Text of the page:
Finally, in 1994 -- concerned about the alarming number of black children waiting for adoption -- Congress passed the Multiethnic Placement Act, which prohibits delay or denial of any adoption due to the race, color or national origin of the child or adoptive parents. Still, after the Act, the number of transracial adoptions failed to significantly increase. Why? According to the National Adoption Center, government still allows agencies to use variables to calculate "the best interest of the child." For instance, take a 9-year-old black child who has never lived with a white family. An adoption agency could argue that it's not in the "best interest of the child" to be adopted by a white family -- even when a white family wants the child!
"60 Minutes," of course, never dealt with the issue of why so many black children are waiting for adoption. Healthy black babies, like white babies, get adopted quickly. But older black kids in foster care, having been removed from their parents, often encounter greater difficulty in getting adopted. Many parents fear adopting older children since they didn't bond with them when they were young. Others fear some children may have mental or physical problems. But, given the size of the black population, for black families to adopt black children, black families would have to adopt kids at a rate four times faster than the adoption rate of white families.
Is it a healthy thing that Americans feel black children, unwanted by the birth mother, stand to have a better life in "less racist" Canada? Is it a good thing that, given the availability of black children for adoption, black social workers and like-minded whites call black-white adoptions "cultural suicide"?
Why do so many Americans -- including white Americans -- shudder at the obstacle of American racism? Because many American "black leaders" constantly tell us about the severe obstacles faced by blacks growing up in America. Listen to Rep. Mel Watt, D-N.C., chairman of the Congressional Black Caucus. When C-SPAN's Brian Lamb asked what advice he would give to young black men, Watt said, " ...[I]f you're honest with them, you've got to tell them, you've got to work five times as hard as your white counterpart."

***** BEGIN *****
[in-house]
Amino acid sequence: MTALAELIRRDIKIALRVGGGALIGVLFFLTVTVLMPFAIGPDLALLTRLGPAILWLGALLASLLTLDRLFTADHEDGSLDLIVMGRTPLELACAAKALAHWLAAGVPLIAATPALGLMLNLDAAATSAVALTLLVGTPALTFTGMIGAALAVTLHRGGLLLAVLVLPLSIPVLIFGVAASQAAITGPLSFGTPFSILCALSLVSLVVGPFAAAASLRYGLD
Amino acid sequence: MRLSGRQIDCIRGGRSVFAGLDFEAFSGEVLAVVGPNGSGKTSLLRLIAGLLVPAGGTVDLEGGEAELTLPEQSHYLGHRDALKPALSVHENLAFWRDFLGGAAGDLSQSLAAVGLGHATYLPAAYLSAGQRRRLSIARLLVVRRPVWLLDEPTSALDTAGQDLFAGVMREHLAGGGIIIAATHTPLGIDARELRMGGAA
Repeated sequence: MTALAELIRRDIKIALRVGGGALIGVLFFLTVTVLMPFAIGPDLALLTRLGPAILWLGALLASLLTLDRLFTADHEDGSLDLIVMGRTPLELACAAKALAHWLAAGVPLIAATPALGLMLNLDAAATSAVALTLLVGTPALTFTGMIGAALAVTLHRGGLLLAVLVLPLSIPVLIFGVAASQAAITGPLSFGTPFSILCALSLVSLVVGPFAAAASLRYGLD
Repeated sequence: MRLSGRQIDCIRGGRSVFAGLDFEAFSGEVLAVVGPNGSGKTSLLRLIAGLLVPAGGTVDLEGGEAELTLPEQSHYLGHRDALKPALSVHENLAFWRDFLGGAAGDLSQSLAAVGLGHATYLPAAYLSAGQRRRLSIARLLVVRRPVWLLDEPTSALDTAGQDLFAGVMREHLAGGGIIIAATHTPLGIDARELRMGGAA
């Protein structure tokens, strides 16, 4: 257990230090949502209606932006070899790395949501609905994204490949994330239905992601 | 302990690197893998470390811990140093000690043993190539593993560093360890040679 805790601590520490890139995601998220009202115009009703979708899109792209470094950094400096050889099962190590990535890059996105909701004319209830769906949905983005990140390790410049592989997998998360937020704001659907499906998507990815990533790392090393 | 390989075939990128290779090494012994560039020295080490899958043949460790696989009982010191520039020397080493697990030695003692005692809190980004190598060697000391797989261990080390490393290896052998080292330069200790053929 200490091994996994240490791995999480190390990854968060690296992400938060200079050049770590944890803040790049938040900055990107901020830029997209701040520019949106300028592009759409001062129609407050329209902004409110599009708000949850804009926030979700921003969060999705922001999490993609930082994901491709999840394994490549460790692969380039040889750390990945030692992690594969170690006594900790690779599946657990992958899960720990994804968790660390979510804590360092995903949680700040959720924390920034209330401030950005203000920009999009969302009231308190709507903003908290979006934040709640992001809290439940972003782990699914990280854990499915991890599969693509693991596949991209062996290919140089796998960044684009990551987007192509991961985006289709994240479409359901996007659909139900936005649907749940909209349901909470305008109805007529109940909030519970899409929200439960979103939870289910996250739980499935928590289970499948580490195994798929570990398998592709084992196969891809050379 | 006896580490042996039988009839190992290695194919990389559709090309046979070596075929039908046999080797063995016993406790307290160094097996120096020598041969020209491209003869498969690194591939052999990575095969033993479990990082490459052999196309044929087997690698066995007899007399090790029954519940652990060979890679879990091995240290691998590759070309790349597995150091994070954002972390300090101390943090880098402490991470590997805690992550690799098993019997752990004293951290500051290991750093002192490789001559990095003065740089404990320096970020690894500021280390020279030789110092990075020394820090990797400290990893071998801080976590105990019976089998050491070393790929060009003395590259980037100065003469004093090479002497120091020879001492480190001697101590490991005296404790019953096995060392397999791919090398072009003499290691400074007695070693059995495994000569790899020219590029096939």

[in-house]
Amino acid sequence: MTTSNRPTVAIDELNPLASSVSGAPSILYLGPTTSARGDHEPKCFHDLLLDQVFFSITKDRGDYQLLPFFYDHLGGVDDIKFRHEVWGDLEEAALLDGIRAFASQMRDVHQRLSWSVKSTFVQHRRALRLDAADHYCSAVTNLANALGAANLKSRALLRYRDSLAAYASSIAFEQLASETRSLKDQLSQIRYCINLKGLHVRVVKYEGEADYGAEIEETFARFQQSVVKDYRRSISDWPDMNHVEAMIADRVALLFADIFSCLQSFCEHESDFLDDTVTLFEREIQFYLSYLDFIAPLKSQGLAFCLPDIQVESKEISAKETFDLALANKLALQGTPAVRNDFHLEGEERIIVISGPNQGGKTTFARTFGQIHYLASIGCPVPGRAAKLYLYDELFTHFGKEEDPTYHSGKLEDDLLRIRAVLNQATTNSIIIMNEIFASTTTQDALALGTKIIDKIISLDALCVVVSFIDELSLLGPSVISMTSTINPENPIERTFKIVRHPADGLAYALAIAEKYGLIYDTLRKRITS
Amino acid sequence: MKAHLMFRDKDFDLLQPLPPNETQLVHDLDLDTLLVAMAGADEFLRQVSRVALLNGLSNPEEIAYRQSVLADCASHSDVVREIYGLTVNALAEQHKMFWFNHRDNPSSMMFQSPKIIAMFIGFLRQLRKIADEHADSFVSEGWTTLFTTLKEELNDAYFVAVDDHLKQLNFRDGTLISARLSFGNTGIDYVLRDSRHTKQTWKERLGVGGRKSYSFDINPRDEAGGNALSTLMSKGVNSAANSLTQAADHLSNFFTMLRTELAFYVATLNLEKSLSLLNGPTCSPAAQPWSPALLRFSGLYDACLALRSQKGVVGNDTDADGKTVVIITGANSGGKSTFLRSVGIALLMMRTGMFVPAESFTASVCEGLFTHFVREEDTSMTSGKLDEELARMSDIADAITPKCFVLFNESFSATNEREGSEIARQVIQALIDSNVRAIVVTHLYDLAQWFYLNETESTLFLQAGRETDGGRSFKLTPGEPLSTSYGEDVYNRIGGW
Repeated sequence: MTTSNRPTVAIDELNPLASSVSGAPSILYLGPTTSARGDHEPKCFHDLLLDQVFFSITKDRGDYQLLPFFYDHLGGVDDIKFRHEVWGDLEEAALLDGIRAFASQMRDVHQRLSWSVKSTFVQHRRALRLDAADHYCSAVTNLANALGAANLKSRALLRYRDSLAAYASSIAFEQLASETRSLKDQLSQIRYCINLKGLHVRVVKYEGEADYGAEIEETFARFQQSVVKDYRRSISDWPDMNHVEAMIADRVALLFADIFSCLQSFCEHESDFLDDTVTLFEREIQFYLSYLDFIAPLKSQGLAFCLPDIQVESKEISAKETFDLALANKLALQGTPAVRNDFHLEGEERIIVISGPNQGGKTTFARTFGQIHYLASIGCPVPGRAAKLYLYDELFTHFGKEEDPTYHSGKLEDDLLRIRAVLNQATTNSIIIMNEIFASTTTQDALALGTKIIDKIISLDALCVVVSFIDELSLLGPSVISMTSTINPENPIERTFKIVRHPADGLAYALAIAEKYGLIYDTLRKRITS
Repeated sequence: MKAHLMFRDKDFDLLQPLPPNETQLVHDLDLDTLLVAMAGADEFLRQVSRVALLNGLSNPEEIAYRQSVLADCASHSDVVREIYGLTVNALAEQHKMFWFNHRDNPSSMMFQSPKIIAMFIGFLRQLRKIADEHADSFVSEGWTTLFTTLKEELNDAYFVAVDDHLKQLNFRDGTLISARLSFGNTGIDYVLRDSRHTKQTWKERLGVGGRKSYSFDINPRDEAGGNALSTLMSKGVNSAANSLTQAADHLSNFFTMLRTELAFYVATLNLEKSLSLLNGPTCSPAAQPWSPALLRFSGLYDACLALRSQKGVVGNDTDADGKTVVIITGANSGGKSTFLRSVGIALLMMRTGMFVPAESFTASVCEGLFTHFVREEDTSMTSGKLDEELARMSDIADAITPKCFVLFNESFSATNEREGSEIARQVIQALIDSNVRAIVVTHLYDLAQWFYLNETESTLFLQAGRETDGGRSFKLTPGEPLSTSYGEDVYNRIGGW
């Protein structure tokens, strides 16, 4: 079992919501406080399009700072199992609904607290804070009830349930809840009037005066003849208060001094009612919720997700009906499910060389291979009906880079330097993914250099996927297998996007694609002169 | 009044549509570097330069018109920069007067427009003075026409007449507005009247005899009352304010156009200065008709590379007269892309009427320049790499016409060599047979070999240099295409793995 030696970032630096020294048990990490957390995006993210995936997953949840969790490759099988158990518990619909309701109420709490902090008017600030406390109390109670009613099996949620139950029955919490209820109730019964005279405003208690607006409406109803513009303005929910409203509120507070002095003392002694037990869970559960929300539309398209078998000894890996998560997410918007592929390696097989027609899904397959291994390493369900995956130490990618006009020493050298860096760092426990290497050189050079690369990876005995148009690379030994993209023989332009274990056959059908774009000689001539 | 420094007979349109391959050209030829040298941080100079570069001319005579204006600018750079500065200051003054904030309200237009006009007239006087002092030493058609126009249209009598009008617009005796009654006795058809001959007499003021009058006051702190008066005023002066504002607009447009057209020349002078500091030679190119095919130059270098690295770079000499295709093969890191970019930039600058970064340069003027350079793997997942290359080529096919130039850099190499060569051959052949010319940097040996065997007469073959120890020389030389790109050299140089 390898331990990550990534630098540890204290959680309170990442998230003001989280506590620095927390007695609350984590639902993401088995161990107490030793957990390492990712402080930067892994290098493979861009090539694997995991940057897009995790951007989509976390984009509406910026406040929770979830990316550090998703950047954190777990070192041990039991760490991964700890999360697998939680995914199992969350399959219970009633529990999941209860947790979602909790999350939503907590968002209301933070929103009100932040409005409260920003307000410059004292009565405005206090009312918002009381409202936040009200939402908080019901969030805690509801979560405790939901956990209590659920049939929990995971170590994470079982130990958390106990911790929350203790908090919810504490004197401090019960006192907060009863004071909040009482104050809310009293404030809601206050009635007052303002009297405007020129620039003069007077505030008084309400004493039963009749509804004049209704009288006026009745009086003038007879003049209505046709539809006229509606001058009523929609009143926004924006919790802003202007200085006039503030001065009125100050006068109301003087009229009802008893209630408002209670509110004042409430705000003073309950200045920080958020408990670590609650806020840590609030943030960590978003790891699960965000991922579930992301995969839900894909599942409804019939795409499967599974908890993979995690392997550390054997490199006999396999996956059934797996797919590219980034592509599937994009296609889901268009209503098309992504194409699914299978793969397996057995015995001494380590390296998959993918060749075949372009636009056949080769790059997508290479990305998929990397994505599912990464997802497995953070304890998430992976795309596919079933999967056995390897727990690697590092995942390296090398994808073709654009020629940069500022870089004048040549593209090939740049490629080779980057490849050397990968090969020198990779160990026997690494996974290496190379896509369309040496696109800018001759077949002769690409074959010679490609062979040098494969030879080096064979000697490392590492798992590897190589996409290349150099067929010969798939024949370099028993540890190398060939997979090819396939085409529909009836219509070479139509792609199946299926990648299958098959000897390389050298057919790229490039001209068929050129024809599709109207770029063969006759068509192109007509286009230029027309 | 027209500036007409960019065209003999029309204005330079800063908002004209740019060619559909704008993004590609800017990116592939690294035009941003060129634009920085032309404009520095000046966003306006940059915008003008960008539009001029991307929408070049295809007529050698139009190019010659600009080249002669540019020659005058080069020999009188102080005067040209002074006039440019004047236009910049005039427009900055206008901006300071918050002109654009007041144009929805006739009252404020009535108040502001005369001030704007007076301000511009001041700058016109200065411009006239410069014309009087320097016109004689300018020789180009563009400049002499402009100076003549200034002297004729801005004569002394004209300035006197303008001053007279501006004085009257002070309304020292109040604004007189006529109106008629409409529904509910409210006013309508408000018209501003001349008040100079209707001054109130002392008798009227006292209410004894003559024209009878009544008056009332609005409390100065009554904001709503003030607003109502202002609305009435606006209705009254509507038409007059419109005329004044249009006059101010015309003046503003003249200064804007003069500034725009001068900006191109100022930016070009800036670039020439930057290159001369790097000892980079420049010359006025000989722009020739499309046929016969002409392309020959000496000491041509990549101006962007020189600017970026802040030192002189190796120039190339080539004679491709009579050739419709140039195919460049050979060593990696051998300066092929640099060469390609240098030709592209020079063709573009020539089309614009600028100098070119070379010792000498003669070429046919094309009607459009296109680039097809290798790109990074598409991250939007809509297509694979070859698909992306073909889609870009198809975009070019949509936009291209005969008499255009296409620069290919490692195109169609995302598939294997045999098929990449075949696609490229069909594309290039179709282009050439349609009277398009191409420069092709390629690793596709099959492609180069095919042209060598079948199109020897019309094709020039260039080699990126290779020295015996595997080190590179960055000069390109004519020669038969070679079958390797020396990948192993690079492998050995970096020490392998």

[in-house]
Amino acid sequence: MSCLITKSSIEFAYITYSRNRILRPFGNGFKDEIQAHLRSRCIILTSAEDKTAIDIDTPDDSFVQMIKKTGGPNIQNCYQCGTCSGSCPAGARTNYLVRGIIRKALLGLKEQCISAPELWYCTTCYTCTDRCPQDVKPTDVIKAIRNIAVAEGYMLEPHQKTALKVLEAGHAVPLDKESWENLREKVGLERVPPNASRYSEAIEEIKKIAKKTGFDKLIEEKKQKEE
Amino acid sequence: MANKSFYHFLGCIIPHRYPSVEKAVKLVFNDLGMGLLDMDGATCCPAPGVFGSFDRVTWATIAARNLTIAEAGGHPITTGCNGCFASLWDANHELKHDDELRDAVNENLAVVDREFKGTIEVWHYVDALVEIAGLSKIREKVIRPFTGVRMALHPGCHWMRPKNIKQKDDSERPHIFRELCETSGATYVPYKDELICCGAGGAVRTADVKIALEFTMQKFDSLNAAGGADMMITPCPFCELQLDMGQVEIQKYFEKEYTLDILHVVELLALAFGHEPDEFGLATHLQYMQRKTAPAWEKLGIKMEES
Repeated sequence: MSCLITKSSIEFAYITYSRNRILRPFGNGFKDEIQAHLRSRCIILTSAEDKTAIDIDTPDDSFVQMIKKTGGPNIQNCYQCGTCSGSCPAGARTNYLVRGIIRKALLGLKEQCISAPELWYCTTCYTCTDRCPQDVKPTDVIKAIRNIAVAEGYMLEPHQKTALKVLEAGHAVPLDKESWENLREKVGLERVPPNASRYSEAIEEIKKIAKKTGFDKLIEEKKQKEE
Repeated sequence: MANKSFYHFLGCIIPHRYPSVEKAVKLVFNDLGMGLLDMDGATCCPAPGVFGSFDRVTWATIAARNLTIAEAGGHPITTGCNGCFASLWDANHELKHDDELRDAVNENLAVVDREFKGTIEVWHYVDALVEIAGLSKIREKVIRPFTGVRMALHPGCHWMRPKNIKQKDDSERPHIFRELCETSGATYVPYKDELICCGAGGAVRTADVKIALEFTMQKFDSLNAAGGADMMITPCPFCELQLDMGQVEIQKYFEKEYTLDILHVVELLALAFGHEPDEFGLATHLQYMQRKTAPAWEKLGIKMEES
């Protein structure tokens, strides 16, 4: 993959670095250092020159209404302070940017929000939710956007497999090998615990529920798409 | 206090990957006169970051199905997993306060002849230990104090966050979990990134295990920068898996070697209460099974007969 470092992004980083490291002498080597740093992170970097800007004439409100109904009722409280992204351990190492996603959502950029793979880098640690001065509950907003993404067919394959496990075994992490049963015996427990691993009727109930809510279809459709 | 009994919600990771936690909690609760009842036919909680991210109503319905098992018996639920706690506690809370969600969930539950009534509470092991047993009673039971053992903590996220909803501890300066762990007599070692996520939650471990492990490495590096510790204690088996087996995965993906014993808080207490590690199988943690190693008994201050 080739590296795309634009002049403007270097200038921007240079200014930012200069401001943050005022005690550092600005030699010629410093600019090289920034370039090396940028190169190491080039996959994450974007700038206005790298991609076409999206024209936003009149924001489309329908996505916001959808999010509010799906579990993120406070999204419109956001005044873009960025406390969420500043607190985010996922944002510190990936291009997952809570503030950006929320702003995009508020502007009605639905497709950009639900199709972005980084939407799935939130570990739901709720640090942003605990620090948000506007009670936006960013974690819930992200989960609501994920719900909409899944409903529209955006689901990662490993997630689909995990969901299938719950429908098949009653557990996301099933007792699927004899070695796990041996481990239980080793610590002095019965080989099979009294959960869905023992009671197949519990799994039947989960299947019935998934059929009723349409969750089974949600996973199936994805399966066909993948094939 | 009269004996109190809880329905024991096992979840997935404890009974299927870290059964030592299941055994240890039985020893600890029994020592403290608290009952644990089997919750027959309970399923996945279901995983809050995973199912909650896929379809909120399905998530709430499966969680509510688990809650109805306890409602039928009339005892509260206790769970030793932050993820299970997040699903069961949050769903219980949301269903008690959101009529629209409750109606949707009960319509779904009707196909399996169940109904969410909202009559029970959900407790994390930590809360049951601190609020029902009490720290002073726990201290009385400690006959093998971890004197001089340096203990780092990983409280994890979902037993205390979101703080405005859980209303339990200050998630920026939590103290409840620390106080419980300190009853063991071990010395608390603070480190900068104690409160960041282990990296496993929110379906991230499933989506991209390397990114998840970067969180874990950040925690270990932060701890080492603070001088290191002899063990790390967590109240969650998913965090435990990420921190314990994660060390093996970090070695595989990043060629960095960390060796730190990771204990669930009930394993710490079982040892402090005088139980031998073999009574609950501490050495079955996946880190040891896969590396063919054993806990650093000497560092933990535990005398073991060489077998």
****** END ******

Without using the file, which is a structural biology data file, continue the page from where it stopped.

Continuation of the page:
Black kids wear T-shirts saying, "You wouldn't understand. It's a black thing." "Black leaders" condemn juries with no blacks as inherently illegitimate if they sit in judgment over black defendants. After all, how can a non-black understand the "black experience"? Small wonder, then, many adoption agencies discourage "transracial" adoptions. After all, haven't "black leaders" and other liberal, guilt-ridden non-blacks emphasized differences? "If you adopt her, how will you be able to comb her hair? How will she know about 'her heritage'?" (Her heritage? Wasn't she born in Detroit?)
Many white American families -- who would likely be thrilled to adopt a black American baby -- now turn to countries like Korea or China to adopt Asian babies and toddlers. Different race, different culture, even a different language -- no problem.
"60 Minutes" neither raised nor answered any of these questions. But maybe things will get better at "60 Minutes" -- once Dan Rather joins them full time.
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